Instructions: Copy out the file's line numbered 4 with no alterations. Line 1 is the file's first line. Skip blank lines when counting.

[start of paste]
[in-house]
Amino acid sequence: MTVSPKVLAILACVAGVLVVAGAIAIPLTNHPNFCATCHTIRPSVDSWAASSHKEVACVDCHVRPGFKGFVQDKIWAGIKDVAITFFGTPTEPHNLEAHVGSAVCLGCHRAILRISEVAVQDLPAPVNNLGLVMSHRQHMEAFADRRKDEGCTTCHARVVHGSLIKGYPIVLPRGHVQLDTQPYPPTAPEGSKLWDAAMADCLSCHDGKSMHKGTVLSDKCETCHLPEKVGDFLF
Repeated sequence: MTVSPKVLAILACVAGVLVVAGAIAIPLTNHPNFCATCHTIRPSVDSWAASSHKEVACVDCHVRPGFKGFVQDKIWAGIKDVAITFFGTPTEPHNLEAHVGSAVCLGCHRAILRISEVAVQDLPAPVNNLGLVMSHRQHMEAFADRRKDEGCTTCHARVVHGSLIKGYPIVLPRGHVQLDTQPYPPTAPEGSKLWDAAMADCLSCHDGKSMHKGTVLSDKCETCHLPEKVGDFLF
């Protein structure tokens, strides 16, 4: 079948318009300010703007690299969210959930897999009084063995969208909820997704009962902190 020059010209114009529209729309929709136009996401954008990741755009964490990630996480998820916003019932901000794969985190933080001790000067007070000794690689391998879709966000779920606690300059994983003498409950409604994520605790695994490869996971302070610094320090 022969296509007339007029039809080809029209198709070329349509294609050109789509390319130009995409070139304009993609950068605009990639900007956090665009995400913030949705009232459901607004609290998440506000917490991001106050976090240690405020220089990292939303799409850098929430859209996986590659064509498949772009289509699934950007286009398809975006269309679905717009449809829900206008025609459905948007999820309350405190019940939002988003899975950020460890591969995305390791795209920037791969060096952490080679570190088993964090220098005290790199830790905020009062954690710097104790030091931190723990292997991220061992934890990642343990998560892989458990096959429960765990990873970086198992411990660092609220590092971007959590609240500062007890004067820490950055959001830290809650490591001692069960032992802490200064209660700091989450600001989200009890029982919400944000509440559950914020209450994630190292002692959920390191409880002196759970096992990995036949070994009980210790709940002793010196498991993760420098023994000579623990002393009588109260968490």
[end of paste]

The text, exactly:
């Protein structure tokens, strides 16, 4: 079948318009300010703007690299969210959930897999009084063995969208909820997704009962902190 020059010209114009529209729309929709136009996401954008990741755009964490990630996480998820916003019932901000794969985190933080001790000067007070000794690689391998879709966000779920606690300059994983003498409950409604994520605790695994490869996971302070610094320090 022969296509007339007029039809080809029209198709070329349509294609050109789509390319130009995409070139304009993609950068605009990639900007956090665009995400913030949705009232459901607004609290998440506000917490991001106050976090240690405020220089990292939303799409850098929430859209996986590659064509498949772009289509699934950007286009398809975006269309679905717009449809829900206008025609459905948007999820309350405190019940939002988003899975950020460890591969995305390791795209920037791969060096952490080679570190088993964090220098005290790199830790905020009062954690710097104790030091931190723990292997991220061992934890990642343990998560892989458990096959429960765990990873970086198992411990660092609220590092971007959590609240500062007890004067820490950055959001830290809650490591001692069960032992802490200064209660700091989450600001989200009890029982919400944000509440559950914020209450994630190292002692959920390191409880002196759970096992990995036949070994009980210790709940002793010196498991993760420098023994000579623990002393009588109260968490």